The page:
JUBA (Reuters) - South Sudan’s central bank said on Monday it will issue higher denomination banknotes, enabling citizens to carry fewer notes as rampant inflation continues to devalue the local currency.
The bank said it would introduce a 500 pound bill, worth $1.5 U.S. dollars, into circulation this month. Currently the largest note in circulation is a 100 pound bill.
South Sudan’s economy is close to collapse after a 2015 peace deal with Sudan failed to stick and fighting between rival soldiers has continued. The conflict has hurt the country’s crude oil output, which is at less than half of its pre-war level of 245,000 barrels per day.
“The Bank of South Sudan would like to inform the general public that it is introducing a new banknote of five hundred South Sudanese pounds as legal tender in the Republic of South Sudan,” central bank Governor Dier Tong Ngor said in a statement.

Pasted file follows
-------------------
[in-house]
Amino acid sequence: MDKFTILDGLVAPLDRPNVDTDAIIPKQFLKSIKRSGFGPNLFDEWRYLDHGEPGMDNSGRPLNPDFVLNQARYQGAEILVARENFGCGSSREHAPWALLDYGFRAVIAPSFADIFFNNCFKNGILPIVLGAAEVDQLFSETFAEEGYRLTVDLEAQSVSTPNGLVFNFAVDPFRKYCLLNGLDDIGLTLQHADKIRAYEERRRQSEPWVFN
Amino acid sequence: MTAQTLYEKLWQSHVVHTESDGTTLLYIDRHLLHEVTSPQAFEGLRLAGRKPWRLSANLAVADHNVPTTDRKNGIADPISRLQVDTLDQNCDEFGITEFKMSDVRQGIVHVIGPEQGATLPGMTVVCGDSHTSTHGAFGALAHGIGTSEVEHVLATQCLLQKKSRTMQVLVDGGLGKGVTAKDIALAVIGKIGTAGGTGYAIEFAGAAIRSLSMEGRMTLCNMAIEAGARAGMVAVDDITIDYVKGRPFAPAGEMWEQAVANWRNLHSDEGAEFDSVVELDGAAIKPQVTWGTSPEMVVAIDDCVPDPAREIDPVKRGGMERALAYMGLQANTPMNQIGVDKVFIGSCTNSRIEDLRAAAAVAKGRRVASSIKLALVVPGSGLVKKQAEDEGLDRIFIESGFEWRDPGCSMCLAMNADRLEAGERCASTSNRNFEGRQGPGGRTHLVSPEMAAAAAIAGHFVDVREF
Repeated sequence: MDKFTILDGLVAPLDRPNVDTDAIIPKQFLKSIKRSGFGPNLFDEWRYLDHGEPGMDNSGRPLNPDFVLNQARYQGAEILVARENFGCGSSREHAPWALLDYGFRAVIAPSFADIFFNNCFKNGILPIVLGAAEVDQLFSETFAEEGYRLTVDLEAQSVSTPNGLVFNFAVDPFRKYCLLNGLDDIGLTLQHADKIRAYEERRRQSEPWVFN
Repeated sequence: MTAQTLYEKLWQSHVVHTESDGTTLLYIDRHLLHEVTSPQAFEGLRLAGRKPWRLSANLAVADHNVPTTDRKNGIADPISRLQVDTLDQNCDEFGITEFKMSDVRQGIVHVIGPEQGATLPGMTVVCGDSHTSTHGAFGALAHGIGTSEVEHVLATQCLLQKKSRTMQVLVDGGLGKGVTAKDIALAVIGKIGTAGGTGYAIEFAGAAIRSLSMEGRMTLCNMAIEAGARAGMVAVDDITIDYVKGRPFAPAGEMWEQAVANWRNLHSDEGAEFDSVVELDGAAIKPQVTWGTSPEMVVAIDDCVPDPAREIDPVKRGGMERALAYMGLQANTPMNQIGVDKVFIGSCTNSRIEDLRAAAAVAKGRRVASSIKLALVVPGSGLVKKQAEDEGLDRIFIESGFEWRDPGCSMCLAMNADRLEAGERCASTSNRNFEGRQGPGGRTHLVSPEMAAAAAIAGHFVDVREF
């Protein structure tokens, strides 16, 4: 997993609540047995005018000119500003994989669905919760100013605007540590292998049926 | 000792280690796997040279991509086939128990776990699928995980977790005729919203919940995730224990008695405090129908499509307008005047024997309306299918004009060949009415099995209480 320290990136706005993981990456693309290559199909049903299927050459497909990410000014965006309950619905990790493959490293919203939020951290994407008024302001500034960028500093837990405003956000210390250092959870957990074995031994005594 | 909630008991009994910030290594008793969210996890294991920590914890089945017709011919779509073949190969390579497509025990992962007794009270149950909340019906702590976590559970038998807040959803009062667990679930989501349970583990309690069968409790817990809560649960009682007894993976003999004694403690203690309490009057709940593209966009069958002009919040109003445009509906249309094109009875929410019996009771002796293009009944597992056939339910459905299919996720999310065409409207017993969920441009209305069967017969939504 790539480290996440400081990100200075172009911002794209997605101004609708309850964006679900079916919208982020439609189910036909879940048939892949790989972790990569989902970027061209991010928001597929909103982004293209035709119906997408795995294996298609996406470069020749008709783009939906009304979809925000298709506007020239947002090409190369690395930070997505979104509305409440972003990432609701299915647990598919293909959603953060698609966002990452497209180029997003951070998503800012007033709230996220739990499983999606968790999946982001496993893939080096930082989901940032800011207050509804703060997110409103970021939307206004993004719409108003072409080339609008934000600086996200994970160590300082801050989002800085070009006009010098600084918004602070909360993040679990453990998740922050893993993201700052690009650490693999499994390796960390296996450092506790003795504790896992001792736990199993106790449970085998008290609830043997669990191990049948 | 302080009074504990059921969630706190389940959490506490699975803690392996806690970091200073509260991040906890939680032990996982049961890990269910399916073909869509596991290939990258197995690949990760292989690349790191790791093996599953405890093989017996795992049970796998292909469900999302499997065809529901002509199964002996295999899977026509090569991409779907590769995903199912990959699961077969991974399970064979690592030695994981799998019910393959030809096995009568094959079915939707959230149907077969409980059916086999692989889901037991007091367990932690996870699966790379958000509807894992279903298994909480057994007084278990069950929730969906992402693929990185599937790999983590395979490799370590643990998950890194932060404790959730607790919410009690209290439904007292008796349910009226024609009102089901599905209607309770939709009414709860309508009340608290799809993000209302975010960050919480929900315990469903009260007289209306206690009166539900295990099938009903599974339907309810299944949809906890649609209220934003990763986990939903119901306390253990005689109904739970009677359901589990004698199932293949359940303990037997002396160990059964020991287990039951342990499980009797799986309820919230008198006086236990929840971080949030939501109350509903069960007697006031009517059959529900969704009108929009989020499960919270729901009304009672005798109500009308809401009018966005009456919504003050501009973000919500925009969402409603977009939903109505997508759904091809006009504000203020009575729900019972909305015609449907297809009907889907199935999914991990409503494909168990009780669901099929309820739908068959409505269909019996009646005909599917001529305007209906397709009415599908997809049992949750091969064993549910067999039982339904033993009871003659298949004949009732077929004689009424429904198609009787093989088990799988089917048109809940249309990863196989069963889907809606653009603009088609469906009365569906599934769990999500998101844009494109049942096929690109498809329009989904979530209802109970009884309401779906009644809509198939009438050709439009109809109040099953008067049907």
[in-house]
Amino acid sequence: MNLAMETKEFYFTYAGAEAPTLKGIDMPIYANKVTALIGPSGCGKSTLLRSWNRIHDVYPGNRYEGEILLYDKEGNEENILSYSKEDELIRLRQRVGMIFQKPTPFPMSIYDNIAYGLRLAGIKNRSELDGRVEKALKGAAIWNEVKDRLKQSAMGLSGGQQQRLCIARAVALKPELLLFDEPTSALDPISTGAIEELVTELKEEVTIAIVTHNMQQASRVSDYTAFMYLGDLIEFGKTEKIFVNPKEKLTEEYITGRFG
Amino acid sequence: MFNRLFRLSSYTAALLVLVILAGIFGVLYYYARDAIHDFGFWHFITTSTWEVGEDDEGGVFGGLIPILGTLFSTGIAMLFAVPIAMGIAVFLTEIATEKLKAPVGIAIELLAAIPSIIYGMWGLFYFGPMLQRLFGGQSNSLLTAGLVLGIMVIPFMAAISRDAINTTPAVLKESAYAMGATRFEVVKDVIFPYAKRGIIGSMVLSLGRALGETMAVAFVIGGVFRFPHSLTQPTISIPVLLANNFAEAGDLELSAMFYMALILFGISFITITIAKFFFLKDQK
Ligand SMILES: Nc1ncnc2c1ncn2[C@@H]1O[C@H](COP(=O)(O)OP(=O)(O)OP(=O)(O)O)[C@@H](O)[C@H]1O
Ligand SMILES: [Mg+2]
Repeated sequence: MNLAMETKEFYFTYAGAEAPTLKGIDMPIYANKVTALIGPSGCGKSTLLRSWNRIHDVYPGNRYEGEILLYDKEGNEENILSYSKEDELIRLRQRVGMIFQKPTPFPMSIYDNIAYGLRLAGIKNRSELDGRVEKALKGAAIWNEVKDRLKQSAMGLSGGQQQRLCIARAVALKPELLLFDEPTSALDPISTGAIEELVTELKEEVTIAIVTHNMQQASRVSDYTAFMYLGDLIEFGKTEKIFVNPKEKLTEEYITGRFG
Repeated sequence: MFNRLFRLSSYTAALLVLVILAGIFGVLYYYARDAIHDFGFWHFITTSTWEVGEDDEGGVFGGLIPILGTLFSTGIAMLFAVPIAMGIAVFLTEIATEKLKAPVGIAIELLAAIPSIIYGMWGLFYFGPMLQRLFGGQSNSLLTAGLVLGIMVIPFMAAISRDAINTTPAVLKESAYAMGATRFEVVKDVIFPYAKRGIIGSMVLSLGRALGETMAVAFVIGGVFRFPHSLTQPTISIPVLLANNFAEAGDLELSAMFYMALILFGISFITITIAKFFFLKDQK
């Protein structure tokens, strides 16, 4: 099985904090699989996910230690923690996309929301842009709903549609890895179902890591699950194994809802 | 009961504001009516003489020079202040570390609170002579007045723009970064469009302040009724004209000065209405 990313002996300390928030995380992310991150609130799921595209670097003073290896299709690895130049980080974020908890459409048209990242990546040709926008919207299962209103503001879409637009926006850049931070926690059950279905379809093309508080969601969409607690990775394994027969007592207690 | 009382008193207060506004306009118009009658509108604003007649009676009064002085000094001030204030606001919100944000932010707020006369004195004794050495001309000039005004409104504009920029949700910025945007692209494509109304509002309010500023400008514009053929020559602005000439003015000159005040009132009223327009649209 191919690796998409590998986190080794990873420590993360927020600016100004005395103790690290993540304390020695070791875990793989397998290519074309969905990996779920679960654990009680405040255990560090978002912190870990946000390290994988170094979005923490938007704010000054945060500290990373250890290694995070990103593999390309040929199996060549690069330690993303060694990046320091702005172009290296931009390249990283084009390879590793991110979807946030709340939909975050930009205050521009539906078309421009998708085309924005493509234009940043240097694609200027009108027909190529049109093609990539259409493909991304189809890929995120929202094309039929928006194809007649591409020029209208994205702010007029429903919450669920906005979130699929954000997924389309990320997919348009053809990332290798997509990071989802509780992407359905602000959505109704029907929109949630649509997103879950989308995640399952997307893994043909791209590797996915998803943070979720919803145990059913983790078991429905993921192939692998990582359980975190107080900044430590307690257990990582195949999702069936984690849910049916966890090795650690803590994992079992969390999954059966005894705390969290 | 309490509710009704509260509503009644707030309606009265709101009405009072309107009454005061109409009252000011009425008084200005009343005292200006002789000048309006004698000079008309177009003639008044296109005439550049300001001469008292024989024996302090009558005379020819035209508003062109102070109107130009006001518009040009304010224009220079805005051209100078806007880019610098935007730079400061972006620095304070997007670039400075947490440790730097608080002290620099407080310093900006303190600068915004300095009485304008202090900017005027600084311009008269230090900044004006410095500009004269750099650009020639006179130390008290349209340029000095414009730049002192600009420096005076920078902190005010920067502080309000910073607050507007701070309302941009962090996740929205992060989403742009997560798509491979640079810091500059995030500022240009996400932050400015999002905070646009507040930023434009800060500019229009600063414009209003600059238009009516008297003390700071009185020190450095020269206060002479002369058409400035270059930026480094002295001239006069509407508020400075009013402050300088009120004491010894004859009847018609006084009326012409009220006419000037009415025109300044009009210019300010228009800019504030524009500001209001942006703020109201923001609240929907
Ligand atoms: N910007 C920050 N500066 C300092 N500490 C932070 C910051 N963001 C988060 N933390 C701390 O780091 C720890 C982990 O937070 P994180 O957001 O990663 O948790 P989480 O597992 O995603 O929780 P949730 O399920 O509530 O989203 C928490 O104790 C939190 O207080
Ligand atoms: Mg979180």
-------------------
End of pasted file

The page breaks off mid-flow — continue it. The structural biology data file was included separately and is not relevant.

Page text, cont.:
Dier said the measure was meant to help reduce the amount of bills people carry.
Soaring inflation has persisted for several years, due in part to a depreciating South Sudan pound, which has lost more than halve its value against the dollar since December 2016 in the black market. In March, year-on-year inflation stood at 161.20 percent, according to the National Bureau of Statistics.
It has averaged 89 percent over the past 10 years, racing to a peak of 835.70 percent in October 2016.
South Sudan secured independence from Sudan in 2011 but in December 2013 slid into civil war after a dispute between President Salva Kiir and his former deputy Riek Machar. As the conflict continues, many of South Sudan’s 12 million people are struggling to find enough to eat.
Writing by Aaron Maasho; Reporting by Denis Dumo; Editing by Susan Fenton